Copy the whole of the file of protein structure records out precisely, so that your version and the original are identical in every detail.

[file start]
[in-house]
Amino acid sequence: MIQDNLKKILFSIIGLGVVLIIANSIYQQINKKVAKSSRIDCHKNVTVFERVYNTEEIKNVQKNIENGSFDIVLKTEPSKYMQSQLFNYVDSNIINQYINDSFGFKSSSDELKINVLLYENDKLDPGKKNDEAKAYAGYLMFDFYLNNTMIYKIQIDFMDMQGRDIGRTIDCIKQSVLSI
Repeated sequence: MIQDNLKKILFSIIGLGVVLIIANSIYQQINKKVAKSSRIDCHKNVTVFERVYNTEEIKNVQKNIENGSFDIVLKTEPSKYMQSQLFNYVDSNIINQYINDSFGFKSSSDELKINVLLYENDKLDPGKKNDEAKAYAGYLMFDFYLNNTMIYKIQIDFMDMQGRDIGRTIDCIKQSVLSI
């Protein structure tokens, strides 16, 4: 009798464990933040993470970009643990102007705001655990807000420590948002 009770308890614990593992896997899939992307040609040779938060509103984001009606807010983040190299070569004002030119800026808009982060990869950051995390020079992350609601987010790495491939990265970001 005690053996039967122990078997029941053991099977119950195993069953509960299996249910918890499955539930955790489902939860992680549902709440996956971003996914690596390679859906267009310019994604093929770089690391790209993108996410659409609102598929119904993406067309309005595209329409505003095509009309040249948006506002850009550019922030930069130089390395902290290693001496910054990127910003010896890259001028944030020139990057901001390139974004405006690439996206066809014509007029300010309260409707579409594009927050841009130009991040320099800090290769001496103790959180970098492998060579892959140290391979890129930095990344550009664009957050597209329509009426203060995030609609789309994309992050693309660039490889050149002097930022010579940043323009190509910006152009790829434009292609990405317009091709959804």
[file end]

[in-house]
Amino acid sequence: MIQDNLKKILFSIIGLGVVLIIANSIYQQINKKVAKSSRIDCHKNVTVFERVYNTEEIKNVQKNIENGSFDIVLKTEPSKYMQSQLFNYVDSNIINQYINDSFGFKSSSDELKINVLLYENDKLDPGKKNDEAKAYAGYLMFDFYLNNTMIYKIQIDFMDMQGRDIGRTIDCIKQSVLSI
Repeated sequence: MIQDNLKKILFSIIGLGVVLIIANSIYQQINKKVAKSSRIDCHKNVTVFERVYNTEEIKNVQKNIENGSFDIVLKTEPSKYMQSQLFNYVDSNIINQYINDSFGFKSSSDELKINVLLYENDKLDPGKKNDEAKAYAGYLMFDFYLNNTMIYKIQIDFMDMQGRDIGRTIDCIKQSVLSI
């Protein structure tokens, strides 16, 4: 009798464990933040993470970009643990102007705001655990807000420590948002 009770308890614990593992896997899939992307040609040779938060509103984001009606807010983040190299070569004002030119800026808009982060990869950051995390020079992350609601987010790495491939990265970001 005690053996039967122990078997029941053991099977119950195993069953509960299996249910918890499955539930955790489902939860992680549902709440996956971003996914690596390679859906267009310019994604093929770089690391790209993108996410659409609102598929119904993406067309309005595209329409505003095509009309040249948006506002850009550019922030930069130089390395902290290693001496910054990127910003010896890259001028944030020139990057901001390139974004405006690439996206066809014509007029300010309260409707579409594009927050841009130009991040320099800090290769001496103790959180970098492998060579892959140290391979890129930095990344550009664009957050597209329509009426203060995030609609789309994309992050693309660039490889050149002097930022010579940043323009190509910006152009790829434009292609990405317009091709959804």